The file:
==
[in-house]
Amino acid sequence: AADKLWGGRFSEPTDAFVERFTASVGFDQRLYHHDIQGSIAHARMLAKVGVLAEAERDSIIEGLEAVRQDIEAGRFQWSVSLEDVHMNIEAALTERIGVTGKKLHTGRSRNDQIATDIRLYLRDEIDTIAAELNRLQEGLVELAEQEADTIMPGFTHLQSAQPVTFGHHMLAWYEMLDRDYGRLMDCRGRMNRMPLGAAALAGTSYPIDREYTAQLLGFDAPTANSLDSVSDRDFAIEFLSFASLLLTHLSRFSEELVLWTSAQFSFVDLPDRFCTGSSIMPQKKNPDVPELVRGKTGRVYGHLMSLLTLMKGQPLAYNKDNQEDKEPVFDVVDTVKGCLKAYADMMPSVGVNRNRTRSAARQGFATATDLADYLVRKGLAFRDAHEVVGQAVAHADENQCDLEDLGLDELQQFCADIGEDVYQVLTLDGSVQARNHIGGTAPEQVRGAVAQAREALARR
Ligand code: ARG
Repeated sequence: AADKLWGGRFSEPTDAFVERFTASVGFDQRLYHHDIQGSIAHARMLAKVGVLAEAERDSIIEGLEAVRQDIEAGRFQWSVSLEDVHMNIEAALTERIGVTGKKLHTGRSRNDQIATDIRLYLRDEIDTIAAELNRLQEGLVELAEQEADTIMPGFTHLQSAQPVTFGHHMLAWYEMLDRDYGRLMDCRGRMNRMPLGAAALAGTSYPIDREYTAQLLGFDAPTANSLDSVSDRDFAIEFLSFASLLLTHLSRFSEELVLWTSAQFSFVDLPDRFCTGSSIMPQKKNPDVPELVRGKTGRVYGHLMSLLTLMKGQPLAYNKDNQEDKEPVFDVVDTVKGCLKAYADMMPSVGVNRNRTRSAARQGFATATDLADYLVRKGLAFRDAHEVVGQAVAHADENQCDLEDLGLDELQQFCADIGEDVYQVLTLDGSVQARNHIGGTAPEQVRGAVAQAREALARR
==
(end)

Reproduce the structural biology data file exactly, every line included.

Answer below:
[in-house]
Amino acid sequence: AADKLWGGRFSEPTDAFVERFTASVGFDQRLYHHDIQGSIAHARMLAKVGVLAEAERDSIIEGLEAVRQDIEAGRFQWSVSLEDVHMNIEAALTERIGVTGKKLHTGRSRNDQIATDIRLYLRDEIDTIAAELNRLQEGLVELAEQEADTIMPGFTHLQSAQPVTFGHHMLAWYEMLDRDYGRLMDCRGRMNRMPLGAAALAGTSYPIDREYTAQLLGFDAPTANSLDSVSDRDFAIEFLSFASLLLTHLSRFSEELVLWTSAQFSFVDLPDRFCTGSSIMPQKKNPDVPELVRGKTGRVYGHLMSLLTLMKGQPLAYNKDNQEDKEPVFDVVDTVKGCLKAYADMMPSVGVNRNRTRSAARQGFATATDLADYLVRKGLAFRDAHEVVGQAVAHADENQCDLEDLGLDELQQFCADIGEDVYQVLTLDGSVQARNHIGGTAPEQVRGAVAQAREALARR
Ligand code: ARG
Repeated sequence: AADKLWGGRFSEPTDAFVERFTASVGFDQRLYHHDIQGSIAHARMLAKVGVLAEAERDSIIEGLEAVRQDIEAGRFQWSVSLEDVHMNIEAALTERIGVTGKKLHTGRSRNDQIATDIRLYLRDEIDTIAAELNRLQEGLVELAEQEADTIMPGFTHLQSAQPVTFGHHMLAWYEMLDRDYGRLMDCRGRMNRMPLGAAALAGTSYPIDREYTAQLLGFDAPTANSLDSVSDRDFAIEFLSFASLLLTHLSRFSEELVLWTSAQFSFVDLPDRFCTGSSIMPQKKNPDVPELVRGKTGRVYGHLMSLLTLMKGQPLAYNKDNQEDKEPVFDVVDTVKGCLKAYADMMPSVGVNRNRTRSAARQGFATATDLADYLVRKGLAFRDAHEVVGQAVAHADENQCDLEDLGLDELQQFCADIGEDVYQVLTLDGSVQARNHIGGTAPEQVRGAVAQAREALARR